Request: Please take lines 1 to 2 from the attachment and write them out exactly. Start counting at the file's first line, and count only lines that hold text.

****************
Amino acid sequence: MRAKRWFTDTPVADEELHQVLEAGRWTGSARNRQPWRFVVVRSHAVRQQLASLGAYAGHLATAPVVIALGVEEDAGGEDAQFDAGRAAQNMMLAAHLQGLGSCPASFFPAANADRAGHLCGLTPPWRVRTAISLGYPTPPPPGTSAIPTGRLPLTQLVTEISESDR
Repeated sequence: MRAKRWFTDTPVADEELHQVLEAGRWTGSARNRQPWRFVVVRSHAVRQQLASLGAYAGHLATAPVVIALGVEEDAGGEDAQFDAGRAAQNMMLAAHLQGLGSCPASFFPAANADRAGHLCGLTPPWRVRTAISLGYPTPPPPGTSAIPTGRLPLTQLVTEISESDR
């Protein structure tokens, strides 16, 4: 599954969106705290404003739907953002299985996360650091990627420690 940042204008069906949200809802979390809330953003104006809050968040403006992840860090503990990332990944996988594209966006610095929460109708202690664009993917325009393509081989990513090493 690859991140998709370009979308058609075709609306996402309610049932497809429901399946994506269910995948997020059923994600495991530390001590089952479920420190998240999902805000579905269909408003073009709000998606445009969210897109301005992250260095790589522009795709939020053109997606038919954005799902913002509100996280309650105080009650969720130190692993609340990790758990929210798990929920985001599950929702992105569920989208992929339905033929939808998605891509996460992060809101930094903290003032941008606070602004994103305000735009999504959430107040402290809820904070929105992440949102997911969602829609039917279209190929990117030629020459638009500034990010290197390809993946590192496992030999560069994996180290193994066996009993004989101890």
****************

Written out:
Amino acid sequence: MRAKRWFTDTPVADEELHQVLEAGRWTGSARNRQPWRFVVVRSHAVRQQLASLGAYAGHLATAPVVIALGVEEDAGGEDAQFDAGRAAQNMMLAAHLQGLGSCPASFFPAANADRAGHLCGLTPPWRVRTAISLGYPTPPPPGTSAIPTGRLPLTQLVTEISESDR
Repeated sequence: MRAKRWFTDTPVADEELHQVLEAGRWTGSARNRQPWRFVVVRSHAVRQQLASLGAYAGHLATAPVVIALGVEEDAGGEDAQFDAGRAAQNMMLAAHLQGLGSCPASFFPAANADRAGHLCGLTPPWRVRTAISLGYPTPPPPGTSAIPTGRLPLTQLVTEISESDR